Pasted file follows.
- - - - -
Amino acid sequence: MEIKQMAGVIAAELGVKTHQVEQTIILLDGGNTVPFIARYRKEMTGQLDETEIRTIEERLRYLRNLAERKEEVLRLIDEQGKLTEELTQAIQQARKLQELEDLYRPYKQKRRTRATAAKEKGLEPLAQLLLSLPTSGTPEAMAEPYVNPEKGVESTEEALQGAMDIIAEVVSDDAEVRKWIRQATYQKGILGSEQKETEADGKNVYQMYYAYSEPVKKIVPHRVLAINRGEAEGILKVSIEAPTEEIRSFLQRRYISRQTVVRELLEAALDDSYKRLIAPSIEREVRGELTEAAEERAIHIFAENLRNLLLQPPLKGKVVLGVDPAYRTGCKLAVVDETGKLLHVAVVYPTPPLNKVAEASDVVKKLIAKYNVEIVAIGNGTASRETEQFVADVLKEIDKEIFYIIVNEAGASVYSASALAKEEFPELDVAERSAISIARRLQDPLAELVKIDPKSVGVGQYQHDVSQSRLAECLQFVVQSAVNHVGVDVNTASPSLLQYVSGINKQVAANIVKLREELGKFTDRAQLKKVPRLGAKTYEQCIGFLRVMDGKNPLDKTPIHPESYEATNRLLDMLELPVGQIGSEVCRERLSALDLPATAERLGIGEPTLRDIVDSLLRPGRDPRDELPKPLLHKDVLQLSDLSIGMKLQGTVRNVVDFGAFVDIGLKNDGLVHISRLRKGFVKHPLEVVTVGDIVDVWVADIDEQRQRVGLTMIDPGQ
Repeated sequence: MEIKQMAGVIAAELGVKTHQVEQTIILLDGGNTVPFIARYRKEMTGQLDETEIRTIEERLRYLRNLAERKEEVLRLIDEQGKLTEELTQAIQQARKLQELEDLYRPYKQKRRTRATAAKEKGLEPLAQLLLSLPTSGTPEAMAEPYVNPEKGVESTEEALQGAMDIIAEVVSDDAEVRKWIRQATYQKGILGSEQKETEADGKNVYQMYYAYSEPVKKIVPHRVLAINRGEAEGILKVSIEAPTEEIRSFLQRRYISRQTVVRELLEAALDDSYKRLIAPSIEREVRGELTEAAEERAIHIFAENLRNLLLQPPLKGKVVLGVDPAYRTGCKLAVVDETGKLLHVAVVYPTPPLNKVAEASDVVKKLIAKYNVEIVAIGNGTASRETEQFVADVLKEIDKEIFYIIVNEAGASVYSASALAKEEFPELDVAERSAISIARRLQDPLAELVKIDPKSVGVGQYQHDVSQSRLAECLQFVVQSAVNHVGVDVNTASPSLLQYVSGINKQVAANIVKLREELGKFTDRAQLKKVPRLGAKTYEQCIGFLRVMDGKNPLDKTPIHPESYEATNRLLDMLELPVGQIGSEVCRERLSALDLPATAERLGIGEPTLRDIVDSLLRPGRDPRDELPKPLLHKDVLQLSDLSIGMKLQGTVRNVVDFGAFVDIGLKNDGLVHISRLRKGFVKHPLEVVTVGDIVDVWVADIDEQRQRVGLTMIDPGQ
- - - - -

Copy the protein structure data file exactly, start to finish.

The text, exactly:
Amino acid sequence: MEIKQMAGVIAAELGVKTHQVEQTIILLDGGNTVPFIARYRKEMTGQLDETEIRTIEERLRYLRNLAERKEEVLRLIDEQGKLTEELTQAIQQARKLQELEDLYRPYKQKRRTRATAAKEKGLEPLAQLLLSLPTSGTPEAMAEPYVNPEKGVESTEEALQGAMDIIAEVVSDDAEVRKWIRQATYQKGILGSEQKETEADGKNVYQMYYAYSEPVKKIVPHRVLAINRGEAEGILKVSIEAPTEEIRSFLQRRYISRQTVVRELLEAALDDSYKRLIAPSIEREVRGELTEAAEERAIHIFAENLRNLLLQPPLKGKVVLGVDPAYRTGCKLAVVDETGKLLHVAVVYPTPPLNKVAEASDVVKKLIAKYNVEIVAIGNGTASRETEQFVADVLKEIDKEIFYIIVNEAGASVYSASALAKEEFPELDVAERSAISIARRLQDPLAELVKIDPKSVGVGQYQHDVSQSRLAECLQFVVQSAVNHVGVDVNTASPSLLQYVSGINKQVAANIVKLREELGKFTDRAQLKKVPRLGAKTYEQCIGFLRVMDGKNPLDKTPIHPESYEATNRLLDMLELPVGQIGSEVCRERLSALDLPATAERLGIGEPTLRDIVDSLLRPGRDPRDELPKPLLHKDVLQLSDLSIGMKLQGTVRNVVDFGAFVDIGLKNDGLVHISRLRKGFVKHPLEVVTVGDIVDVWVADIDEQRQRVGLTMIDPGQ
Repeated sequence: MEIKQMAGVIAAELGVKTHQVEQTIILLDGGNTVPFIARYRKEMTGQLDETEIRTIEERLRYLRNLAERKEEVLRLIDEQGKLTEELTQAIQQARKLQELEDLYRPYKQKRRTRATAAKEKGLEPLAQLLLSLPTSGTPEAMAEPYVNPEKGVESTEEALQGAMDIIAEVVSDDAEVRKWIRQATYQKGILGSEQKETEADGKNVYQMYYAYSEPVKKIVPHRVLAINRGEAEGILKVSIEAPTEEIRSFLQRRYISRQTVVRELLEAALDDSYKRLIAPSIEREVRGELTEAAEERAIHIFAENLRNLLLQPPLKGKVVLGVDPAYRTGCKLAVVDETGKLLHVAVVYPTPPLNKVAEASDVVKKLIAKYNVEIVAIGNGTASRETEQFVADVLKEIDKEIFYIIVNEAGASVYSASALAKEEFPELDVAERSAISIARRLQDPLAELVKIDPKSVGVGQYQHDVSQSRLAECLQFVVQSAVNHVGVDVNTASPSLLQYVSGINKQVAANIVKLREELGKFTDRAQLKKVPRLGAKTYEQCIGFLRVMDGKNPLDKTPIHPESYEATNRLLDMLELPVGQIGSEVCRERLSALDLPATAERLGIGEPTLRDIVDSLLRPGRDPRDELPKPLLHKDVLQLSDLSIGMKLQGTVRNVVDFGAFVDIGLKNDGLVHISRLRKGFVKHPLEVVTVGDIVDVWVADIDEQRQRVGLTMIDPGQ